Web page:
3. Throw your ego out.
At some point during my experience with burnout, when I was feeling quite devastated, I realized that I had to throw my ego out and seek help in any way, shape, or form that was available to me. I’ve always had a very independent personality and was involved with community activism, sports, and entrepreneurial activities. You could say I was a go-getter and got stuff done myself. When I started experiencing mental exhaustion and burnout, I realized I was not myself and wouldn’t be for some time. Research shows that so called ‘Targets of leadership’ recover from burnout, on average, in about 6 months, while ‘Leaders’ recover on average in about a year. This is a long time, especially for someone who is a high performer at work and active in the community and social circles. Because of this, burnout is also a very good opportunity to practice sabr and tawakkul. It might take some time for you to reach the point where you start thinking of your burnout as a blessing, but if you are able to push through the initial period and start achieving some stability, you will see that Allah has blessed you with a condition which gives you much needed realization and introspection without actually placing a physical, irreversible disease inside of you. Since I started getting a handle on my symptoms, my wife says that I have become much more patient, more ‘in the moment’, and empathetic towards others. These are qualities that are almost impossible to acquire over the course of a few months in normal circumstances.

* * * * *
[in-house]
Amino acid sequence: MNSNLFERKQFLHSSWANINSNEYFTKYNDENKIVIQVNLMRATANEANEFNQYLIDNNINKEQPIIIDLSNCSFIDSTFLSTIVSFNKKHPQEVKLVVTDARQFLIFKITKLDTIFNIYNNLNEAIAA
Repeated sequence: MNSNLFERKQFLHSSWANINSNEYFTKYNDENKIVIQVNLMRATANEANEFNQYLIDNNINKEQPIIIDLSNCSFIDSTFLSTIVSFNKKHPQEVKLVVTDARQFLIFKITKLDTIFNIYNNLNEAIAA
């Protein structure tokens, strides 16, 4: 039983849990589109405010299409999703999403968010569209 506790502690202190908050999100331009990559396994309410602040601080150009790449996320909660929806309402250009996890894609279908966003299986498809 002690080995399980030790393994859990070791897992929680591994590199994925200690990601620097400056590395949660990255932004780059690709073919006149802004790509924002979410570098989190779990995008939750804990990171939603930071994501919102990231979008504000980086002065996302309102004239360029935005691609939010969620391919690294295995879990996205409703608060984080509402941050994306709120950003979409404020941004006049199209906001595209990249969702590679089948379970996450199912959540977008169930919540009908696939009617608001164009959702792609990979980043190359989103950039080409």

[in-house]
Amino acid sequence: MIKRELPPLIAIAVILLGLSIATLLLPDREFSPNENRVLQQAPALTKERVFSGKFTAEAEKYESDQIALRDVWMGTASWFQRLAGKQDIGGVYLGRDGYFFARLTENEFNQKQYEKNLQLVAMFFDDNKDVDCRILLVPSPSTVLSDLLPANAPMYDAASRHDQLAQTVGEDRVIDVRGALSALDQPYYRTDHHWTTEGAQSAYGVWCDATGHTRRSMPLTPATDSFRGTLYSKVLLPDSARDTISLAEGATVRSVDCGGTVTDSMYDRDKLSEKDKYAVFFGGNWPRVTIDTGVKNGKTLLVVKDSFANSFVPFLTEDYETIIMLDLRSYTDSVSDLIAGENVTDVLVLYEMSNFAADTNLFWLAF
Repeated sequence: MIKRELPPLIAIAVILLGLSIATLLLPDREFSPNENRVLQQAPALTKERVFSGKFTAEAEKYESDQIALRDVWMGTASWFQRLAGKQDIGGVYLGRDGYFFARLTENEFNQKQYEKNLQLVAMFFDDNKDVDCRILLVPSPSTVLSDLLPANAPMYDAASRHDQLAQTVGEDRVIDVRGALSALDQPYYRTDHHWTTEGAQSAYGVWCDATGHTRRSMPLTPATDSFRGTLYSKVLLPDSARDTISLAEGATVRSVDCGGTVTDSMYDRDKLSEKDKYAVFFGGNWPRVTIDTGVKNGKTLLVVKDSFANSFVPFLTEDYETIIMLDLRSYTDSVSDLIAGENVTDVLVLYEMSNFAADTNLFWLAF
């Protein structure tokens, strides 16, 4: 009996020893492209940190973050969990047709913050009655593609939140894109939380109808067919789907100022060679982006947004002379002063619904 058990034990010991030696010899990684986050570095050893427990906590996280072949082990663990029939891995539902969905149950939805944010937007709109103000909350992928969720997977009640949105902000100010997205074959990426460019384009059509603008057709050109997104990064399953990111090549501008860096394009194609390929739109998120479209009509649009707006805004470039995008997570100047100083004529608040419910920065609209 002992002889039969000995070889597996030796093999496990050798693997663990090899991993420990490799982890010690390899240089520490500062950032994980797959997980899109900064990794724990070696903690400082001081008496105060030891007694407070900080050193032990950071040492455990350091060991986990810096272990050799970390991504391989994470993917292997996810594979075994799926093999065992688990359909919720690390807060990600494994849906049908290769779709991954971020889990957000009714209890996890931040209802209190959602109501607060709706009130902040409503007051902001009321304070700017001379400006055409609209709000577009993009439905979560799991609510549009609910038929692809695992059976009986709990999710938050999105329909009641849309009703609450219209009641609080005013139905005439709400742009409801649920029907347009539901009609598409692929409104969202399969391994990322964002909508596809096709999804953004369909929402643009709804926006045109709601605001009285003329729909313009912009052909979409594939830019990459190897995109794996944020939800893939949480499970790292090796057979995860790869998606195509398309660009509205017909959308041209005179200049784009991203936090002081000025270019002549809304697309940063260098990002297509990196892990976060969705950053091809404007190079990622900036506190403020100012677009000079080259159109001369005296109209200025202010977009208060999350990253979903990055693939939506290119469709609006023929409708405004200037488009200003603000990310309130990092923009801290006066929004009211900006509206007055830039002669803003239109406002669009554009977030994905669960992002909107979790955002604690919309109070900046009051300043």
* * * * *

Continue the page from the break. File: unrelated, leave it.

There are many things that can be discussed when it comes to burnout, mental fatigue, and symptoms related to the nervous system, but the main thing to remember is that your body has been made resilient by Allah.
“We have certainly created man in the best of stature,” (95:4)
If you give your body and mind time to understand, reflect, and recuperate, it will re-generate itself insha’Allah. Here are a few helpful resources to get you started:
– Burnout at Work (Harvard Business Review)
– Book: Hope and help for your nerves – Dr. Claire Weekes (Available as Audiobook on Audible)
– Your local Naturopath
If you have been experiencing a case of workplace burnout and would like to email the author for advice, write to: firstname.lastname@example.org.
Disclaimer: The author is not a trained professional and responses are not guaranteed